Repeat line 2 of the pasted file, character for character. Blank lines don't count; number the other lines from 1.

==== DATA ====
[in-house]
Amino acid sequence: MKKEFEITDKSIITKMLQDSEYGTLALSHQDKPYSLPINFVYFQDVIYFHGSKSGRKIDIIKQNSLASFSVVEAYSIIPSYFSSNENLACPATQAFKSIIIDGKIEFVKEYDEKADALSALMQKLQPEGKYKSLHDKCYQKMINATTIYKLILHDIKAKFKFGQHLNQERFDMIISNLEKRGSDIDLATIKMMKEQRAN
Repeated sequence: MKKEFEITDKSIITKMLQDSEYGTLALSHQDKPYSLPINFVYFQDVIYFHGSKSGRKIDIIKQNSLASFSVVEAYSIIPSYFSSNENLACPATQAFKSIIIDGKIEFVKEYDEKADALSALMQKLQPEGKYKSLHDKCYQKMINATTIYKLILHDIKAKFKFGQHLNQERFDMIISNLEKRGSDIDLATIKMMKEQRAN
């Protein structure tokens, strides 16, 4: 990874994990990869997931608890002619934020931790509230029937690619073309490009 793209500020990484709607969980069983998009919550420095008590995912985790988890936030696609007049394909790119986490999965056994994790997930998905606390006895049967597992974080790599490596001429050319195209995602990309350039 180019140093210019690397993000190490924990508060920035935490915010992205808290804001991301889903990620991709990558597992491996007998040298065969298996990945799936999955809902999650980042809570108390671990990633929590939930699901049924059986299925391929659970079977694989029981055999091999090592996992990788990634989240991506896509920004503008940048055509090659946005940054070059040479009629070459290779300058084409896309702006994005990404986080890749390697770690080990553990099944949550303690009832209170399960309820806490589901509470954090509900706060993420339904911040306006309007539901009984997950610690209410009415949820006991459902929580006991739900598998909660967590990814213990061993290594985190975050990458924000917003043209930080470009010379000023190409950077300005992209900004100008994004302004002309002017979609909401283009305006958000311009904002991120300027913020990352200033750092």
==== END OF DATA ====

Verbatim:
Amino acid sequence: MKKEFEITDKSIITKMLQDSEYGTLALSHQDKPYSLPINFVYFQDVIYFHGSKSGRKIDIIKQNSLASFSVVEAYSIIPSYFSSNENLACPATQAFKSIIIDGKIEFVKEYDEKADALSALMQKLQPEGKYKSLHDKCYQKMINATTIYKLILHDIKAKFKFGQHLNQERFDMIISNLEKRGSDIDLATIKMMKEQRAN